from Leafmold

Anterior to vision, we find grace; anterior to grace we find light; anterior to light there is nothing but quietude. And nothing itself. The two commingling ad infinitum. Every twelfth of August, a ghost-school of steelhead melt through the pine out back. Oh, “invisible”—the cracking in my neck is invisible, the noises of the air conditioner are invisible, the footprints of trees are invisible. When rain hits the ground, is it rain or water? Diary of local winters: the wolfhound under the quilt, the skim at the top of the jar, the blue jay’s solemn tail, the rote wailing of geese in the clouds, the drumming of dynamite near in the west, the nudge at the edge of a death unnoticed. A secret turning in the mouth of evening: the green moth with white spots—seen once every twenty years. Today a gas station computer “assessed” my “loyalty” and I felt naked. How many disembodied hands clutching lanterns have you counted this summer? You are the night watchman of this place, are you not?


As a boy I hugged my pillow, hoping it would turn to flesh. A country lake’s glass shirt: cloud-chime, bramble-breath, significance and insignificance. In an older room, my wine boiled in its soft glass, a salad bowl escaped the table, and the table opened a kitchen window—a thought like a stone like a thought echoing long and bullfrogish down a green well. The trees, in my forsaken poem, are psalming and I don’t know what to do with them, can’t find a use for their particular uselessness. Your chest rises like fog and you have only the yellow light of stairwells to see you on your way. That slip in my voice like a pool cue through a hand, the overgrown lanes my eyes peer down when I lie: the broken headlight of a train and its memory of the drowned prairie. We are nothing but skin shed and then leaves surging forth. As if it is every seventh second and barges pulling out at morning. As if it is the lower left hand corner where the river is widest, where black reflections of birds start out before flitting up the falls.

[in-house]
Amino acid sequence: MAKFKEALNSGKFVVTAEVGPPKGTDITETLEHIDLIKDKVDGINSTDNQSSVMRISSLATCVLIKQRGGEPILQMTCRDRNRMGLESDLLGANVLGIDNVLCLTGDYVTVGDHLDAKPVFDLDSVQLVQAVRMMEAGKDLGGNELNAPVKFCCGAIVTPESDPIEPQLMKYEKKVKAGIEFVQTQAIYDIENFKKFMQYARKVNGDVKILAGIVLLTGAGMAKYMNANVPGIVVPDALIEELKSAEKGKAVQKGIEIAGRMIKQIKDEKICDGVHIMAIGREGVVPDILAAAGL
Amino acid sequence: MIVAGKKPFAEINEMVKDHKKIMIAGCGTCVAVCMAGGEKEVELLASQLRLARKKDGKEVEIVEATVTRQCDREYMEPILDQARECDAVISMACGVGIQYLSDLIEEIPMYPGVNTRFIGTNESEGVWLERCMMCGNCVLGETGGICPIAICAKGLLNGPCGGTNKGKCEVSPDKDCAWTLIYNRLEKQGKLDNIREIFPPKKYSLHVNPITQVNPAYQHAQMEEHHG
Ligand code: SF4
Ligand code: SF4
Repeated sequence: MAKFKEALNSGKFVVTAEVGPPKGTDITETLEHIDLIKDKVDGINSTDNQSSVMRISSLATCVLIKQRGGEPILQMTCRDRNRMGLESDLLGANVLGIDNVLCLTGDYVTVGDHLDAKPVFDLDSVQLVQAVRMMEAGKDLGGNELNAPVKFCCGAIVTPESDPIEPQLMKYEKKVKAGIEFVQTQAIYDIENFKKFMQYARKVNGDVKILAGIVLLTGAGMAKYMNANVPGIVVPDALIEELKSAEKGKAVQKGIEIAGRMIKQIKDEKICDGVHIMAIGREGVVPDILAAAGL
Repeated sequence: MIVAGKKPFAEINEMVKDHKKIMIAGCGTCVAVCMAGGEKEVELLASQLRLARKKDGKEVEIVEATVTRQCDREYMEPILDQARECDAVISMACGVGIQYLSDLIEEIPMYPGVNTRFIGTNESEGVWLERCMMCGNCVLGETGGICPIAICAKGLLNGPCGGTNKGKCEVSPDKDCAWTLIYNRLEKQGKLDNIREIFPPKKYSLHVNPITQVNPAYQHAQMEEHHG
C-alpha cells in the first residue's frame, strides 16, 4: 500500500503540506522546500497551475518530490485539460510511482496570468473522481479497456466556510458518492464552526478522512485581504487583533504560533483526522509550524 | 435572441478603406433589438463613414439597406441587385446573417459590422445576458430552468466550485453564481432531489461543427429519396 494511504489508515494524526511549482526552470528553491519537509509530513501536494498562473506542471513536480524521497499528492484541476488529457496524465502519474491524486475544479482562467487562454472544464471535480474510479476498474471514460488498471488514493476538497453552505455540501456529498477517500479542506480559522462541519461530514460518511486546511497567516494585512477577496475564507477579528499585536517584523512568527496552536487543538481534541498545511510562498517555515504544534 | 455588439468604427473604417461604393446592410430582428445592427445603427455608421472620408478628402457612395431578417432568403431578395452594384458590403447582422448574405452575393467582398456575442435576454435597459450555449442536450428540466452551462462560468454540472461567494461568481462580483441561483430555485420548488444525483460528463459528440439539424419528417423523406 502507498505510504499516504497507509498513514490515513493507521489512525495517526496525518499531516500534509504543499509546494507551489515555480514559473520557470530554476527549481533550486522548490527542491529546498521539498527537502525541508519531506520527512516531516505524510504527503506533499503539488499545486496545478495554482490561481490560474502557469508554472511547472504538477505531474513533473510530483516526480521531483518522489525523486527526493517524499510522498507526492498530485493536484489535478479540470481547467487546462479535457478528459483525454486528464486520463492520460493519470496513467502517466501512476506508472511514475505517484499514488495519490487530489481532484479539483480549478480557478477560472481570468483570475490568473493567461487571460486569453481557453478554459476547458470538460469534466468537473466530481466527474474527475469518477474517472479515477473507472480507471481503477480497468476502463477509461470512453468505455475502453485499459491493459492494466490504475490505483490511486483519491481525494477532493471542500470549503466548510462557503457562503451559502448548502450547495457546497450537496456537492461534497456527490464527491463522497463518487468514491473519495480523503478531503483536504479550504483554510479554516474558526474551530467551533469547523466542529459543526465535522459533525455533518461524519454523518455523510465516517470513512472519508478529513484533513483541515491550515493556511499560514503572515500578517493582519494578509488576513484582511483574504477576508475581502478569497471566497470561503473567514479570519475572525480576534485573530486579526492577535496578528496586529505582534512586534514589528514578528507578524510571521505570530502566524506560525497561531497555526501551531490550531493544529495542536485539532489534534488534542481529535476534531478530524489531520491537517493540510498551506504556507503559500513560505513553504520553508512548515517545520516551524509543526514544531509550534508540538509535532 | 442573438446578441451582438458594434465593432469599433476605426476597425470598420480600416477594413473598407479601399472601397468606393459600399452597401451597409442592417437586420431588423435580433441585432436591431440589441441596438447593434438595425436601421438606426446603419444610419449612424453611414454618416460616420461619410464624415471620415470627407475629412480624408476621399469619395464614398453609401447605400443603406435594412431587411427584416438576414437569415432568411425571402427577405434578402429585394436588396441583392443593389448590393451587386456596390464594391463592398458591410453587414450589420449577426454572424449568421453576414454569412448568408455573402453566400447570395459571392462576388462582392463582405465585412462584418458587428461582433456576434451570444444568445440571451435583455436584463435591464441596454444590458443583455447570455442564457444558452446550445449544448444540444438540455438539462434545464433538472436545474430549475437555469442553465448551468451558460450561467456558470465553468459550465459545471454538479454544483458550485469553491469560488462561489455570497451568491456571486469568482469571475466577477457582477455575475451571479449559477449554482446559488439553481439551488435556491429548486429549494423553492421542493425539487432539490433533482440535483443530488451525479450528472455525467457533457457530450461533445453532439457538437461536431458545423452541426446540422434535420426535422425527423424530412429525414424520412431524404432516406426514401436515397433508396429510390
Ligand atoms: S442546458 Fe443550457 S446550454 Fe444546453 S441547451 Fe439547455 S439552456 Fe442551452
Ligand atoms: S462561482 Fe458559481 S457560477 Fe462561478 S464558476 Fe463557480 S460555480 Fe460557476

F. Daniel Rzicznek’s collections and chapbooks of poetry include Nag Champa in the Rain, Vine River Hermitage, Divination Machine, Neck of the World, and Cloud Tablets. He is also coeditor of The Rose Metal Press Field Guide to Prose Poetry: Contemporary Poets in Discussion and Practice. He teaches writing at Bowling Green State University.